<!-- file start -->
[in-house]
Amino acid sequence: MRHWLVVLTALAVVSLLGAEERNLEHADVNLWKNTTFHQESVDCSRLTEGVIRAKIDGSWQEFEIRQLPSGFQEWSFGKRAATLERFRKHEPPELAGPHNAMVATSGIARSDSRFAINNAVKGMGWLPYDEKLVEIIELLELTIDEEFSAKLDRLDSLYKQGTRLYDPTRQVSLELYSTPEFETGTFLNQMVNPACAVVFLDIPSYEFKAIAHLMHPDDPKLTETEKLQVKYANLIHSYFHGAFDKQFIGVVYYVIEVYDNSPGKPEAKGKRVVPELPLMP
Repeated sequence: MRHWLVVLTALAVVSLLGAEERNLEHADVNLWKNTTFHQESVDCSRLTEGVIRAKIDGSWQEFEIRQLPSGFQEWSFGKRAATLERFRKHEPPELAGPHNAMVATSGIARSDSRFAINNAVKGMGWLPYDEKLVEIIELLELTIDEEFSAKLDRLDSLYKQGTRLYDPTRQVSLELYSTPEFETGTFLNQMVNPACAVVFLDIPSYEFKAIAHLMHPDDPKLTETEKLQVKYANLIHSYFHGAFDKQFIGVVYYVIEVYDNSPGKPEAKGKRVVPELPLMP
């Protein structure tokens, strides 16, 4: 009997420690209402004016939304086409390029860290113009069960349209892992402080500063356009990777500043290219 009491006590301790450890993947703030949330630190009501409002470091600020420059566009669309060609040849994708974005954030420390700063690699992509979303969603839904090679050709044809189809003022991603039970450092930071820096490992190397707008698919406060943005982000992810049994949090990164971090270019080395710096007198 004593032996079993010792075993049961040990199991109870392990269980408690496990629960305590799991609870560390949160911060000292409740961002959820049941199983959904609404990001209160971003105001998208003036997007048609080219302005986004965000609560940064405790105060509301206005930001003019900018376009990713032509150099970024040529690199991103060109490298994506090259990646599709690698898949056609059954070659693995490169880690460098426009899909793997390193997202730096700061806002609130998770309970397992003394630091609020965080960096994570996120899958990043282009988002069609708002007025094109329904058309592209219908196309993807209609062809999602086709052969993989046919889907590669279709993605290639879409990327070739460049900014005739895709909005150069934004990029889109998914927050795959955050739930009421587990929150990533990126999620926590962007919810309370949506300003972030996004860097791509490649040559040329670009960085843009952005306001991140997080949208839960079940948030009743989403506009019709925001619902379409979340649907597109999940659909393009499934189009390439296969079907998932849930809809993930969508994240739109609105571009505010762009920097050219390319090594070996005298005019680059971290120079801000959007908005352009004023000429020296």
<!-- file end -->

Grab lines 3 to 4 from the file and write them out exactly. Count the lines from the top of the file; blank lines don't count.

Repeated sequence: MRHWLVVLTALAVVSLLGAEERNLEHADVNLWKNTTFHQESVDCSRLTEGVIRAKIDGSWQEFEIRQLPSGFQEWSFGKRAATLERFRKHEPPELAGPHNAMVATSGIARSDSRFAINNAVKGMGWLPYDEKLVEIIELLELTIDEEFSAKLDRLDSLYKQGTRLYDPTRQVSLELYSTPEFETGTFLNQMVNPACAVVFLDIPSYEFKAIAHLMHPDDPKLTETEKLQVKYANLIHSYFHGAFDKQFIGVVYYVIEVYDNSPGKPEAKGKRVVPELPLMP
């Protein structure tokens, strides 16, 4: 009997420690209402004016939304086409390029860290113009069960349209892992402080500063356009990777500043290219 009491006590301790450890993947703030949330630190009501409002470091600020420059566009669309060609040849994708974005954030420390700063690699992509979303969603839904090679050709044809189809003022991603039970450092930071820096490992190397707008698919406060943005982000992810049994949090990164971090270019080395710096007198 004593032996079993010792075993049961040990199991109870392990269980408690496990629960305590799991609870560390949160911060000292409740961002959820049941199983959904609404990001209160971003105001998208003036997007048609080219302005986004965000609560940064405790105060509301206005930001003019900018376009990713032509150099970024040529690199991103060109490298994506090259990646599709690698898949056609059954070659693995490169880690460098426009899909793997390193997202730096700061806002609130998770309970397992003394630091609020965080960096994570996120899958990043282009988002069609708002007025094109329904058309592209219908196309993807209609062809999602086709052969993989046919889907590669279709993605290639879409990327070739460049900014005739895709909005150069934004990029889109998914927050795959955050739930009421587990929150990533990126999620926590962007919810309370949506300003972030996004860097791509490649040559040329670009960085843009952005306001991140997080949208839960079940948030009743989403506009019709925001619902379409979340649907597109999940659909393009499934189009390439296969079907998932849930809809993930969508994240739109609105571009505010762009920097050219390319090594070996005298005019680059971290120079801000959007908005352009004023000429020296």